Proposition I Firm value is not affected by leverage VL = VU Proposition II Leverage increases the risk and return to stockholders rs = r0 + (B / SL) (r0 - rB) rB is the interest rate (cost of debt) rs is the return on (levered) equity (cost of equity) r0 is the return on unlevered equity (cost of capital) B is the value of debt SL is the value of levered equity

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**The MM Proposition I (No Taxes)**

The derivation is straightforward: The present value of this stream of cash flows is VL The present value of this stream of cash flows is VU

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**15.4 The MM Proposition II (No Taxes)**

The derivation is straightforward:

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The Cost of Equity, the Cost of Debt, and the Weighted Average Cost of Capital: MM Proposition II with No Corporate Taxes Cost of capital: r (%) r0 rB rB Debt-to-equity Ratio

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**15.5 Taxes The MM Propositions I & II (with Corporate Taxes)**

Proposition I (with Corporate Taxes) Firm value increases with leverage VL = VU + TC B Proposition II (with Corporate Taxes) Some of the increase in equity risk and return is offset by interest tax shield rS = r0 + (B/S)×(1-TC)×(r0 - rB) rB is the interest rate (cost of debt) rS is the return on equity (cost of equity) r0 is the return on unlevered equity (cost of capital) B is the value of debt S is the value of levered equity

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**The MM Proposition I (Corp. Taxes)**

The present value of this stream of cash flows is VL The present value of the first term is VU The present value of the second term is TCB

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**The MM Proposition II (Corp. Taxes)**

Start with M&M Proposition I with taxes: Since The cash flows from each side of the balance sheet must equal: Divide both sides by S Which quickly reduces to

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**The Effect of Financial Leverage on the Cost of Debt and Equity Capital**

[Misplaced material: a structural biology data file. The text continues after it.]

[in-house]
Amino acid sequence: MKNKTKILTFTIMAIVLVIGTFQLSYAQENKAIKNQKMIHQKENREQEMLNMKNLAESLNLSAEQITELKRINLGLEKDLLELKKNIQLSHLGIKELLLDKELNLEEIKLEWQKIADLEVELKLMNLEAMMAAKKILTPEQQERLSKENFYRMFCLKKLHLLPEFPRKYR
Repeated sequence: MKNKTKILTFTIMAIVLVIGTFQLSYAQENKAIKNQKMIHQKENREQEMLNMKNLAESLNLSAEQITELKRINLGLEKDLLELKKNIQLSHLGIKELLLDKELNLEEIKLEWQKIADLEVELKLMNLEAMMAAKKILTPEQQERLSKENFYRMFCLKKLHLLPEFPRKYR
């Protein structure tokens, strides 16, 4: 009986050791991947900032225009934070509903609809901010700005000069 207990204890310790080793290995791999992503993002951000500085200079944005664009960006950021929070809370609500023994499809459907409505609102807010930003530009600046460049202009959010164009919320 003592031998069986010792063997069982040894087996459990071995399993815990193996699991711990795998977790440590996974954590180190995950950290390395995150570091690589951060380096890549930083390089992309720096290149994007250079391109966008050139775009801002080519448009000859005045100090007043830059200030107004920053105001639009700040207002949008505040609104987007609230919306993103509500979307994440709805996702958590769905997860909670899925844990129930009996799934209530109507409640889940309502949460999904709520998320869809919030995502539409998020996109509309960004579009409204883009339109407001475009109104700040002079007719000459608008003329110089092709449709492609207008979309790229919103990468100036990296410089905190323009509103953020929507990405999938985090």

Cost of capital: r (%) r0 rB Debt-to-equity ratio (B/S)

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**Total Cash Flow to Investors Under Each Capital Structure with Corp**

Total Cash Flow to Investors Under Each Capital Structure with Corp. Taxes All-Equity Recession Expected Expansion EBIT $1,000 $2,000 $3,000 Interest 0 0 0 EBT $1,000 $2,000 $3,000 Taxes (Tc = 35% $350 $700 $1,050 Total Cash Flow to S/H $650 $1,300 $1,950 Levered Recession Expected Expansion EBIT $1,000 $2,000 $3,000 Interest 8% ) EBT $360 $1,360 $2,360 Taxes (Tc = 35%) $126 $476 $826 Total Cash Flow $ $468+$640 $1,534+$640 (to both S/H & B/H): $874 $1,524 $2,174 EBIT(1-Tc)+TCrBB $650+$224 $1,300+$224 $1,950+$224 $874 $1,524 $2,174

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**Total Cash Flow to Investors Under Each Capital Structure with Corp**

Total Cash Flow to Investors Under Each Capital Structure with Corp. Taxes All-equity firm Levered firm S G S G B The levered firm pays less in taxes than does the all-equity firm. Thus, the sum of the debt plus the equity of the levered firm is greater than the equity of the unlevered firm.

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Summary: No Taxes In a world of no taxes, the value of the firm is unaffected by capital structure. This is M&M Proposition I: VL = VU Prop I holds because shareholders can achieve any pattern of payouts they desire with homemade leverage. In a world of no taxes, M&M Proposition II states that leverage increases the risk and return to stockholders

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Summary: Taxes In a world of taxes, but no bankruptcy costs, the value of the firm increases with leverage. This is M&M Proposition I: VL = VU + TC B Prop I holds because shareholders can achieve any pattern of payouts they desire with homemade leverage. In a world of taxes, M&M Proposition II states that leverage increases the risk and return to stockholders.

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**Prospectus: Bankruptcy Costs**

So far, we have seen M&M suggest that financial leverage does not matter, or imply that taxes cause the optimal financial structure to be 100% debt. In the real world, most executives do not like a capital structure of 100% debt because that is a state known as “bankruptcy.” In the next chapter we will introduce the notion of a limit on the use of debt: financial distress. Use this chapter to get comfortable with “M&M algebra.”